Let Us Not Forget
These days, it's getting harder to stay interested in this Redskins team, much less upbeat and positive.
In 9 games, we've managed to win only 3, two of which came against teams currently tied for the worst record in the entire NFL, and the other looked to be heading toward a blowout loss until the opposing quarterback got knocked out of the game. Chris Samuels, the best offensive lineman on an otherwise sub-par unit, is done for the year and probably his career. Portis is out. Cooley is out. Zorn's been embarrassingly relieved of the his play calling duties for the rest of the year at which point he'll likely be fired, rendering the team leaderless and without a clear vision of the future. Campbell has not progressed and likely follows Zorn out the exit door at year's end. Moss has gone over 50 yards only three times this season. And as the great Jim Mora once said, don't talk about playoffs ... I just hope we can win another game.
But none of that matters this week.
This Sunday, our team will play it's first game in Cowboys Stadium, the new billion dollar home of our enemy. The game will be played in the largest domed structure in the world. Inside, hanging from a retractable roof, will be the two largest HD TVs on the planet. Full-time go-go dancers will do their thing on platforms located in every corner. Large cheese pizzas will be sold for $90. People will pay over $11,000 to watch the event inside what Cowboys owner and godfather of redneck football Jerry Jones calls "the "stadium of the future".
But none of that matters this week.
The only thing that does matter is that this futuristic stadium will host the 99th meeting of the Washington Redskins and the Dallas Cowboys, and no Redskin fan should ever forget what that means.
Let us not forget that former Redskins owner George Preston Marshall was the only owner who voted against adding the Dallas franchise to the NFL, and that the only reason Dallas ever made it into the league was because eventual owner Clint Murchison, Jr. bought the rights of the Redskins fight song and held it hostage until Marshall agreed to let them in.
Let us not forget how the rivalry was taken to the next level in the 70's, thanks to former coach George Allen and his unrelenting hatred toward Tom Landry and his arrogant Cowboys, going so far as breaking boards in front of the team as a demonstration of what he would do to Landry should they ever meet at midfield.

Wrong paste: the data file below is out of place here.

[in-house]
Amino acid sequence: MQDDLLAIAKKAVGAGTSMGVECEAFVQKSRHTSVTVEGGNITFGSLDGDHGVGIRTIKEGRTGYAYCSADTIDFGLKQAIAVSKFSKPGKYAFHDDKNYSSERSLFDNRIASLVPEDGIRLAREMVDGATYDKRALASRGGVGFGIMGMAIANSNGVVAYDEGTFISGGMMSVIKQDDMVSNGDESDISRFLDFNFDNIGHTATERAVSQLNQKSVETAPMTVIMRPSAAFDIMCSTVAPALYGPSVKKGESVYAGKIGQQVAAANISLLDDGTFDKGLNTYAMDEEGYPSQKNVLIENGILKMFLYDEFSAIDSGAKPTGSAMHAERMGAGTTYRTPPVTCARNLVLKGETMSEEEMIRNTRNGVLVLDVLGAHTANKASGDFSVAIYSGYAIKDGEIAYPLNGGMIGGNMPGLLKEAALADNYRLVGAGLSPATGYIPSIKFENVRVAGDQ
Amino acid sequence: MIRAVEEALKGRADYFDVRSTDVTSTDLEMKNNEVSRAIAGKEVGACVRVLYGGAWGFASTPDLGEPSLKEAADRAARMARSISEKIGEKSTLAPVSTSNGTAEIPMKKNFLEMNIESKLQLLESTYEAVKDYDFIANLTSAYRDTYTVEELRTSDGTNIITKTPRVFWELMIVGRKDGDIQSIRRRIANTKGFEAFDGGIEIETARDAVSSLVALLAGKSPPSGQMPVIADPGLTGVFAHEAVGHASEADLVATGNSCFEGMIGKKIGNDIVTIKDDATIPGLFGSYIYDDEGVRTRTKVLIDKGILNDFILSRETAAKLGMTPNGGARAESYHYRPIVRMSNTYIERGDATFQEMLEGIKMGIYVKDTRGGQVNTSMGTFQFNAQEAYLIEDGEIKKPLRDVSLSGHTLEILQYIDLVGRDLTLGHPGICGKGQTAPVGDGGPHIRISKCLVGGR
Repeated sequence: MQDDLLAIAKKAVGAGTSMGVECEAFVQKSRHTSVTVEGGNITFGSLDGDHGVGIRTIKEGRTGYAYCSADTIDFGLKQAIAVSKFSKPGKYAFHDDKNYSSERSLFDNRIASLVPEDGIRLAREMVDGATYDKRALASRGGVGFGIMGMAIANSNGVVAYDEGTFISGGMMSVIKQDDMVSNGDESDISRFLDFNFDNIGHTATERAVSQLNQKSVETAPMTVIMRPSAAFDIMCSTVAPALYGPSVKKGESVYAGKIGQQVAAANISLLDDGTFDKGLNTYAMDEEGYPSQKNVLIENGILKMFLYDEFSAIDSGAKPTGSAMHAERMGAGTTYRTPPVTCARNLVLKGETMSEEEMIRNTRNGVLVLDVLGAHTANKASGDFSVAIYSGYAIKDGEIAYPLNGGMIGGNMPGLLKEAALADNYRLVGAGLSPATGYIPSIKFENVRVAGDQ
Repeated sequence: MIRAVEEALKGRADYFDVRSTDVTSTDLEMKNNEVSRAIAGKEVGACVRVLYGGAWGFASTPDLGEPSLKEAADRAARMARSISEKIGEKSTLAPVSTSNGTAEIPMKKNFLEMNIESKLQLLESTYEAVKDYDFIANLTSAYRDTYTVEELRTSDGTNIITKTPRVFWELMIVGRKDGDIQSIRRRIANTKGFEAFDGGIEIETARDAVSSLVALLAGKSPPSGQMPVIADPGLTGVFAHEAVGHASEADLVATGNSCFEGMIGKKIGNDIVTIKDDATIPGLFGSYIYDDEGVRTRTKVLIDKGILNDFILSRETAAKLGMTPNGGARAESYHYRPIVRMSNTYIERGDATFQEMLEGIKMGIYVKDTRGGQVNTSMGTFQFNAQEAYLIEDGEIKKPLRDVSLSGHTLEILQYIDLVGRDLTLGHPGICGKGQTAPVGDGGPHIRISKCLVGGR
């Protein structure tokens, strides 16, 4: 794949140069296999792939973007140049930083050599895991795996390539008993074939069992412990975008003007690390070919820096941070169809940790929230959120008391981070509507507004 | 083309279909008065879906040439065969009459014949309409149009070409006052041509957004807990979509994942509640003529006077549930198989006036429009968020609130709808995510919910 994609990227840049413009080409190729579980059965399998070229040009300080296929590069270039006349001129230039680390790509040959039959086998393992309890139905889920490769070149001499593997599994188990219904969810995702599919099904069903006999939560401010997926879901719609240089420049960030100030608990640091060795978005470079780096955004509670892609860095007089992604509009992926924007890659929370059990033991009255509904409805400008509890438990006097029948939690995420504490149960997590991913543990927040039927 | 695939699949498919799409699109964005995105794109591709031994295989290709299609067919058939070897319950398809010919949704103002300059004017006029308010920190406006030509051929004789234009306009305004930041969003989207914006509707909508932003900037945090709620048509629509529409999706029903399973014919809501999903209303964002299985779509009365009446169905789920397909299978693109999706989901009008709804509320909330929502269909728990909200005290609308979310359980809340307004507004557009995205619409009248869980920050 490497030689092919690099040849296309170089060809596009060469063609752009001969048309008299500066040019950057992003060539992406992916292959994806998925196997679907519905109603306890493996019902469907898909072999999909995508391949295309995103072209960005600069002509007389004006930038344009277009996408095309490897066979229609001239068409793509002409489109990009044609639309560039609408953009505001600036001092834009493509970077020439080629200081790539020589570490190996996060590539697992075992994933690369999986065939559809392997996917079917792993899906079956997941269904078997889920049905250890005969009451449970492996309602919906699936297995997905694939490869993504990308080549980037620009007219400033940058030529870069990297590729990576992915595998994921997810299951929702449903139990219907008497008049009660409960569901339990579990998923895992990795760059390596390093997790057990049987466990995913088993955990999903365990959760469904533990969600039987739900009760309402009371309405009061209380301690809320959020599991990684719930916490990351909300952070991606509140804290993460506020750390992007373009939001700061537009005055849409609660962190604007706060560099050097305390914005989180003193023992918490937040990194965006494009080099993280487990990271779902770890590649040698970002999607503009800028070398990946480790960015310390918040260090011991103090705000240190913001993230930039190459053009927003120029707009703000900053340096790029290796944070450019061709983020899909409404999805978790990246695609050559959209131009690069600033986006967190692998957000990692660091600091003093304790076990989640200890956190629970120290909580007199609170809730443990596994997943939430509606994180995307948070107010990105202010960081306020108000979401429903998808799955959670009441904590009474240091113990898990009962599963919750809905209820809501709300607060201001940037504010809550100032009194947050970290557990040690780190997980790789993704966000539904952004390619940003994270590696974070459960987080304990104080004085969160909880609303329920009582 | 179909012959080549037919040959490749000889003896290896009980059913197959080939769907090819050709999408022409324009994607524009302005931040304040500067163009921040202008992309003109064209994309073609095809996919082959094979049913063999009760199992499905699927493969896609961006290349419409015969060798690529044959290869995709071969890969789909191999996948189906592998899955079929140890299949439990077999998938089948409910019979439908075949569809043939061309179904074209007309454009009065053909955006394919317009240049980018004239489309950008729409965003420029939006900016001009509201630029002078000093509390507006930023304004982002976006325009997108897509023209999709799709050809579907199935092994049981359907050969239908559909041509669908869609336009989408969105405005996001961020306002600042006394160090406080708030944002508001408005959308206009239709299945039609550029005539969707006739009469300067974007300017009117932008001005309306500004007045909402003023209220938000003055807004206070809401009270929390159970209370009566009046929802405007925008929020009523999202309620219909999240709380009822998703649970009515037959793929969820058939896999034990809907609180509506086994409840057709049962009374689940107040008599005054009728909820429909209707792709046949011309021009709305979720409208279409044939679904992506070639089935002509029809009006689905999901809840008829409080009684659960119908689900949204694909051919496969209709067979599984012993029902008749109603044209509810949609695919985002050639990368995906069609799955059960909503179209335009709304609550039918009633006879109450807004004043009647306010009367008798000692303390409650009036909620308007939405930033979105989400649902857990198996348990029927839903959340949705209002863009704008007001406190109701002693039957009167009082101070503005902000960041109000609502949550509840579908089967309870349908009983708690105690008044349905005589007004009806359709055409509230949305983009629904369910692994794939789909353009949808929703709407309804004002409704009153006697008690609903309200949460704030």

Let not forget that in 1988, in Tom Landry's last game at RFK, the Cowboys spoiled our playoff hopes and dreams of repeating as Super Bowl champions, thanks in part to a 3-touchdown performance from eventual crackhead / Hall of Famer Michael Irvin.
Let not forget that in 1989, the Cowboys only win of that entire season came in RFK, and the loss cost us a chance to go the playoffs the second straight year.
Let us not forget that in 1991, after winning 11 straight and looking to become the next team to go undefeated, Washington's dreams of a perfect season were shattered by a Dallas upset, at RFK.
Let us not forget that first game following our 1992 Super Bowl was an embarrassing 23-10 loss to the Cowboys on Monday Night.
Let us not forget that Joe Gibbs once called Dallas fans "the ugliest people in the world".
Let us not forget what this rivalry means to our present and former players.
“Losing to Dallas was the worst feeling in the world. You’d rather have your arm cut off.”
— Diron Talbert (defensive tackle, Redskins: 1971-80)“If you grew up in metro Washington, you grew up a diehard Redskins fan. But if you hate your parents, you grow up a Cowboys fan.”
— Jim Lachey (offensive lineman, Redskins: 1988-95)“When you sign with Washington, you sign a contract to hate the Cowboys.”
— Charles Mann (defensive end, Redskins: 1983-93)“In the back of my mind and in my heart, I never like to see [Dallas] win. It’s just inbred in my blood since I was a Redskin. I bleed burgundy and gold. I will always have that in my soul to hate the silver and blue.”
— Mark May (offensive lineman, Redskins: 1981-90)“We got on the sidelines and everyone is jacked up [before a Sept. 5, 1983 game]. I’m standing next to [Redskins offensive line coach] Joe Bugel. Joe was all worked up, acting as if he was getting ready to play himself. Then he looks across the field [at Dallas defensive line coach Ernie Stautner] and he just starts screaming, ‘Stautner! Stautner! I’m going to kick your ass!”
— Babe Laufenberg (quarterback, Redskins: 1983, 85, 87; Cowboys: 89-90)Let us not forget that although our dreams of post-season glory may be over, theirs are alive, and ripe for disappointment. And nothing would make me happier than to see us spoil a Dallas season like they've spoiled a few of ours.“It’s ironic — I never was a Cowboys fan. I’m from Houston and we feud with the Cowboys all the time,” he said. “My high school coach told me once you’re a Redskin, you’re always a Redskin. We watched everything the Washington Redskins did in terms of pride and tradition. ... I’m glad I dropped to No. 13 because being a Washington Redskin is a perfect fit.”
- Brian Orakpo (defensive end/linebacker, Redskins: 2009 - present)
Most of all, let us not forget how we all felt on this day.